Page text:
It took me forty years to understand the difference between fitting in and belonging. Of course, I couldn’t have expected my shit-stained 5-year old self to comprehend it, but Brené Brown finally articulated it perfectly. Fitting in is changing who you are in order to be accepted. Belonging is to be accepted while never compromising your authentic self.
I have compassion for that chubster. I was simply using the tools I had to survive. However, I now recognize that many of the seeds of my adult shortcomings were planted in this childhood yarn: the lack of self-love that pushed me down that slope in the first place, the false pride not to cry, the lying to the nurse, the shame born out of a lack of empathy for myself. These are all deficiencies of the ego.
Our own personal folklore can so often reinforce negative states of mind and keep us helplessly entangled in our emotional states. In many ways, living in the myths of our past and projecting them into the future keeps us bound to our pain and lost in thought. And it is our identification with this thought that can create the ego or a false sense of “I.” In this way, our suffering is simply a fantasy of our own projection.
A layer pulls back. A doll cracks open to reveal another doll. And I try to move a step beyond.
Now that I look more critically at my story, as humorous as it may be to tell, I wonder if it’s all bullshit. Maybe I slid down that slope and no one even cared? Maybe Bobbito was a voice inside my own head? To some extent, does it even matter? Whether fact or fiction, perhaps my ego sculpted this story to gird a false sense of identity?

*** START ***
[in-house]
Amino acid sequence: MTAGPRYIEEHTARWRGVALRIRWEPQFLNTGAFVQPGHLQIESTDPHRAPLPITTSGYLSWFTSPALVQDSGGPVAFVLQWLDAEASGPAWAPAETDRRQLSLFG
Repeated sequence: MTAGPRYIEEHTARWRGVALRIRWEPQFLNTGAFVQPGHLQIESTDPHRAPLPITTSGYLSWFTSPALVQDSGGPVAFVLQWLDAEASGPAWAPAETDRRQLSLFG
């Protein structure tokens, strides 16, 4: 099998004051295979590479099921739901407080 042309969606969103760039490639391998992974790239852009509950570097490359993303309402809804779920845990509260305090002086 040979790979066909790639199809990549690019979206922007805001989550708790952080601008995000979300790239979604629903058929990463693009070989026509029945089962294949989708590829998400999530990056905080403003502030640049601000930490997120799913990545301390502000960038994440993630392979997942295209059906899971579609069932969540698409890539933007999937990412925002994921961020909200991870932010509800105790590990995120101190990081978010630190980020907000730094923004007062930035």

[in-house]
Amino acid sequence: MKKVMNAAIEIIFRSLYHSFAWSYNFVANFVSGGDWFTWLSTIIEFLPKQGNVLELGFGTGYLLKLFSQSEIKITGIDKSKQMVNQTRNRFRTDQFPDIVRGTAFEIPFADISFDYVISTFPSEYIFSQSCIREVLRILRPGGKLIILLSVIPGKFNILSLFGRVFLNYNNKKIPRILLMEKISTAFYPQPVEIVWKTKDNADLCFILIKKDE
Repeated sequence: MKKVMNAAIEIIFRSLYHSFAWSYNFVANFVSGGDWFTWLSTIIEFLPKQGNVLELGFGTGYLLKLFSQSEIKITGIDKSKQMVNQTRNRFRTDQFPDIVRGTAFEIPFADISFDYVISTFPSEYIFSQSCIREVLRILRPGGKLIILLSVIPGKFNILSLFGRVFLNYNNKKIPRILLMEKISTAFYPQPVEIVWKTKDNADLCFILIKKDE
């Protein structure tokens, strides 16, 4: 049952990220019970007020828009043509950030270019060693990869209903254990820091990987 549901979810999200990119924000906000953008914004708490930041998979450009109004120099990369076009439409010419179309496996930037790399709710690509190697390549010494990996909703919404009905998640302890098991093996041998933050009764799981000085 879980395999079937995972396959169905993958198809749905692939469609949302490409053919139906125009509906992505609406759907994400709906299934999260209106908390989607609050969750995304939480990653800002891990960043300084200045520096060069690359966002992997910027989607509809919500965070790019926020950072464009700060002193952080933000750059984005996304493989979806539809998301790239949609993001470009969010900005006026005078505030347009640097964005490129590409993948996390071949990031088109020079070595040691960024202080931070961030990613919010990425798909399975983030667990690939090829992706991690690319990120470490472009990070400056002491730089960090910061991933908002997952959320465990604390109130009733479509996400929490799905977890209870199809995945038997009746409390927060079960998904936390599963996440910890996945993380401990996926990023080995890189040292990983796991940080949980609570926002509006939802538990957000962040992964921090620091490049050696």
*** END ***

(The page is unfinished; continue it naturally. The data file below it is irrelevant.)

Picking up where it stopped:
And now I author questions because I am questioning my self-authorship, groping for truth in the dark.
Memory itself is a type of confirmation bias crafted by the psyche to reinforce one’s current assumed identity? Are the stories we tell ourselves about ourselves simply the ego’s attempt to retain sovereignty over an illusory self?
My playground story is among dozens of others that constitute the content of consciousness. And my personhood is certainly connected to the continuity of my life’s experiences. I don’t want to bypass trauma. Awful things can happen to people and that pain is real and must be processed.
However, as I sit in meditation, peeling back the koshas, I leave my satchel of stories, albeit briefly, at the door, if only to pick them up later. Just for an instant, there is a sensation of emptiness. For specks of time, the notion that “I” am somewhere inside my body as the thinker of my thoughts dissolves. I can only suppose this is what Eckhart Tolle means when he reduces “being” to the simple “I Am.” I live nowhere near the enlightened state he inhabits, but I suppose to glimpse it is to know it exists.
In this wide, fleeting expanse, there is a simple conscious awareness of passing phenomena happening in this moment. And again now. In this quietness, there is truth. And truth has no story.